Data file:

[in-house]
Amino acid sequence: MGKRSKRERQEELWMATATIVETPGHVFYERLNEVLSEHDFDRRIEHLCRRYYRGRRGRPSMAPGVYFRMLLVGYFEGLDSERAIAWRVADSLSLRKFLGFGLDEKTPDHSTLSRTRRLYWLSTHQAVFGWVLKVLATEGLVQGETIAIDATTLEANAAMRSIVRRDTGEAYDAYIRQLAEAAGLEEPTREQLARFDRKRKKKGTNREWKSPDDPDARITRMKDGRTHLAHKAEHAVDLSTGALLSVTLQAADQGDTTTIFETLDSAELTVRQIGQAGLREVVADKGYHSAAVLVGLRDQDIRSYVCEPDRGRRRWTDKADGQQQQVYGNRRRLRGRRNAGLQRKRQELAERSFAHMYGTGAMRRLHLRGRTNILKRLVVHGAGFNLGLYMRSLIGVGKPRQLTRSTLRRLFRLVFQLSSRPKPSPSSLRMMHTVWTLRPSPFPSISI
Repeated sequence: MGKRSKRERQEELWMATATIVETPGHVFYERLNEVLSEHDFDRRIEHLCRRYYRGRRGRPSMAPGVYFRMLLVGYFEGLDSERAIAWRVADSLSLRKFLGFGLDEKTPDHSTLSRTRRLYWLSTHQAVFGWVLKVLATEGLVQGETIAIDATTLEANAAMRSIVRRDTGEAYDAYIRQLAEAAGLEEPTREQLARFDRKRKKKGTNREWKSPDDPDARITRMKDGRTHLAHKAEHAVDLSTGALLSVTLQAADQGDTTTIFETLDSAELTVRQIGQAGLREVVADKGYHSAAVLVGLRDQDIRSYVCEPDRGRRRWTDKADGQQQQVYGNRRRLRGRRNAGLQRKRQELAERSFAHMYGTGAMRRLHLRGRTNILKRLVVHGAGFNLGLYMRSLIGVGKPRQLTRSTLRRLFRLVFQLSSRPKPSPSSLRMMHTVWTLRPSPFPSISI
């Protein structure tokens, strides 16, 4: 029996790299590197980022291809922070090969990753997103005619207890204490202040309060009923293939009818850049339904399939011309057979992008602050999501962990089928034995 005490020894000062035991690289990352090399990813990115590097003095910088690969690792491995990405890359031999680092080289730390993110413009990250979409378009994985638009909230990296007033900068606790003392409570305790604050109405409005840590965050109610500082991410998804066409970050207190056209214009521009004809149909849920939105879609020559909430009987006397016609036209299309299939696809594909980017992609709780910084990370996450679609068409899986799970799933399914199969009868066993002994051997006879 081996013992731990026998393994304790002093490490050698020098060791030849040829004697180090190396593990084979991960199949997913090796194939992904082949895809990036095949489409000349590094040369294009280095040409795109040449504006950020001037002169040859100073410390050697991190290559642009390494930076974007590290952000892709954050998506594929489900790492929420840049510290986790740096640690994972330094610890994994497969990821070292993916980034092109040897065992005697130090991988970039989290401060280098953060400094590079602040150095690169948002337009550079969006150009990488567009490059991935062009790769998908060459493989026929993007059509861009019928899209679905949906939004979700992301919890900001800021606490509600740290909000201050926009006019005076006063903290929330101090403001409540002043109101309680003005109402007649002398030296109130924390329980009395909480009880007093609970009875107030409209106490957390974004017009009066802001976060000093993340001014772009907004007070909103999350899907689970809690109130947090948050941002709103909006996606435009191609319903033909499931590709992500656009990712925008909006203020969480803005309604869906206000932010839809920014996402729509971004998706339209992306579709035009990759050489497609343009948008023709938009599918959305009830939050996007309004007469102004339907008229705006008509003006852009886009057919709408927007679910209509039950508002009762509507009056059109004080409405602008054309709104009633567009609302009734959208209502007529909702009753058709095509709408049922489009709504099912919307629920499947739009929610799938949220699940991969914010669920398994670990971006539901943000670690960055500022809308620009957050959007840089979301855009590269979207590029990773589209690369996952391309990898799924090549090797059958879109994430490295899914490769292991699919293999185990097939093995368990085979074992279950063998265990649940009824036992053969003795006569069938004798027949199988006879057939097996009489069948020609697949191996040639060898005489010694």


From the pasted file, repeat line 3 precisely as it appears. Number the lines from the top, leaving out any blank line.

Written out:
Repeated sequence: MGKRSKRERQEELWMATATIVETPGHVFYERLNEVLSEHDFDRRIEHLCRRYYRGRRGRPSMAPGVYFRMLLVGYFEGLDSERAIAWRVADSLSLRKFLGFGLDEKTPDHSTLSRTRRLYWLSTHQAVFGWVLKVLATEGLVQGETIAIDATTLEANAAMRSIVRRDTGEAYDAYIRQLAEAAGLEEPTREQLARFDRKRKKKGTNREWKSPDDPDARITRMKDGRTHLAHKAEHAVDLSTGALLSVTLQAADQGDTTTIFETLDSAELTVRQIGQAGLREVVADKGYHSAAVLVGLRDQDIRSYVCEPDRGRRRWTDKADGQQQQVYGNRRRLRGRRNAGLQRKRQELAERSFAHMYGTGAMRRLHLRGRTNILKRLVVHGAGFNLGLYMRSLIGVGKPRQLTRSTLRRLFRLVFQLSSRPKPSPSSLRMMHTVWTLRPSPFPSISI